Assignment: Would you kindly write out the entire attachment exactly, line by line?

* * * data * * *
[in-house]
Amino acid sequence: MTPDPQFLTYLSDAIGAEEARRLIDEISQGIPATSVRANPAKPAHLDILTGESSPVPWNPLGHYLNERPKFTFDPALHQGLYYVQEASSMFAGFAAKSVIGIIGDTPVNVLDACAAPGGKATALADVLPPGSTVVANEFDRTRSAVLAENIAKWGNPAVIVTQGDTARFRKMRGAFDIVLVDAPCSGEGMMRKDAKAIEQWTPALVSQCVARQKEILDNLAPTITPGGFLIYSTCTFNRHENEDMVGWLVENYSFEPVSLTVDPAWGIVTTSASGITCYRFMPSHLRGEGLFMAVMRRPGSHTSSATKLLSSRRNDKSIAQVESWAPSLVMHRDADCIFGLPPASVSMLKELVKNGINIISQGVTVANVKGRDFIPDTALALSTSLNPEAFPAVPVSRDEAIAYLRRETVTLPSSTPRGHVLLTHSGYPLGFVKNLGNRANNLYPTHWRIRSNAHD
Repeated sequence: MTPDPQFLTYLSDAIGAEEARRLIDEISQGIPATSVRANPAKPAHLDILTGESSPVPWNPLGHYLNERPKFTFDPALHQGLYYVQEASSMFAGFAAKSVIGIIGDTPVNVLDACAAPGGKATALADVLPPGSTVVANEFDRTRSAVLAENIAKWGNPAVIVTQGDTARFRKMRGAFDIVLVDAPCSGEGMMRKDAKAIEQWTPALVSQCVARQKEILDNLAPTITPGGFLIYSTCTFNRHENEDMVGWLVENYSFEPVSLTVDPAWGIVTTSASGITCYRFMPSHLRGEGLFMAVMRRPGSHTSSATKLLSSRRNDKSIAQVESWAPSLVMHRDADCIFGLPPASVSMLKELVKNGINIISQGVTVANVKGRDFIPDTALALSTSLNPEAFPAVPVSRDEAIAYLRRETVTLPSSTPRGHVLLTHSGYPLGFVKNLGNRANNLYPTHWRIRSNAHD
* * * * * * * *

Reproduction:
[in-house]
Amino acid sequence: MTPDPQFLTYLSDAIGAEEARRLIDEISQGIPATSVRANPAKPAHLDILTGESSPVPWNPLGHYLNERPKFTFDPALHQGLYYVQEASSMFAGFAAKSVIGIIGDTPVNVLDACAAPGGKATALADVLPPGSTVVANEFDRTRSAVLAENIAKWGNPAVIVTQGDTARFRKMRGAFDIVLVDAPCSGEGMMRKDAKAIEQWTPALVSQCVARQKEILDNLAPTITPGGFLIYSTCTFNRHENEDMVGWLVENYSFEPVSLTVDPAWGIVTTSASGITCYRFMPSHLRGEGLFMAVMRRPGSHTSSATKLLSSRRNDKSIAQVESWAPSLVMHRDADCIFGLPPASVSMLKELVKNGINIISQGVTVANVKGRDFIPDTALALSTSLNPEAFPAVPVSRDEAIAYLRRETVTLPSSTPRGHVLLTHSGYPLGFVKNLGNRANNLYPTHWRIRSNAHD
Repeated sequence: MTPDPQFLTYLSDAIGAEEARRLIDEISQGIPATSVRANPAKPAHLDILTGESSPVPWNPLGHYLNERPKFTFDPALHQGLYYVQEASSMFAGFAAKSVIGIIGDTPVNVLDACAAPGGKATALADVLPPGSTVVANEFDRTRSAVLAENIAKWGNPAVIVTQGDTARFRKMRGAFDIVLVDAPCSGEGMMRKDAKAIEQWTPALVSQCVARQKEILDNLAPTITPGGFLIYSTCTFNRHENEDMVGWLVENYSFEPVSLTVDPAWGIVTTSASGITCYRFMPSHLRGEGLFMAVMRRPGSHTSSATKLLSSRRNDKSIAQVESWAPSLVMHRDADCIFGLPPASVSMLKELVKNGINIISQGVTVANVKGRDFIPDTALALSTSLNPEAFPAVPVSRDEAIAYLRRETVTLPSSTPRGHVLLTHSGYPLGFVKNLGNRANNLYPTHWRIRSNAHD